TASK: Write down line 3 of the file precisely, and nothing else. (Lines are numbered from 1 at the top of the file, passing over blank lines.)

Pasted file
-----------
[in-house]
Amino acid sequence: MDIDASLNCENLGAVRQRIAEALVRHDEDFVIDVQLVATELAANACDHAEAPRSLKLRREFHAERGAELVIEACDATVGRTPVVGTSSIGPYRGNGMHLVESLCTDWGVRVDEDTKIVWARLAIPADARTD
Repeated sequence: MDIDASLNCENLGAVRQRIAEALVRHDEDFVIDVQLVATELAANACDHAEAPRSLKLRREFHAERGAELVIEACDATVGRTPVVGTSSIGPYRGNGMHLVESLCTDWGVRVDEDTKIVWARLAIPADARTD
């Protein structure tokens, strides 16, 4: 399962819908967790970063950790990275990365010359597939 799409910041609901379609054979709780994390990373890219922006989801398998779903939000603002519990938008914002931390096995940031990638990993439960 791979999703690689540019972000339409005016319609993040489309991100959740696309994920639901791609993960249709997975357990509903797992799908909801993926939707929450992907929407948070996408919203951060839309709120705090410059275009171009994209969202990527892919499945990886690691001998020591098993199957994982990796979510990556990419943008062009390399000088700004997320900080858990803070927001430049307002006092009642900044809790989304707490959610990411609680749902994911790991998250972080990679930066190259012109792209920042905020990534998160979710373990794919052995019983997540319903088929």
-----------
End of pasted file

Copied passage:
Repeated sequence: MDIDASLNCENLGAVRQRIAEALVRHDEDFVIDVQLVATELAANACDHAEAPRSLKLRREFHAERGAELVIEACDATVGRTPVVGTSSIGPYRGNGMHLVESLCTDWGVRVDEDTKIVWARLAIPADARTD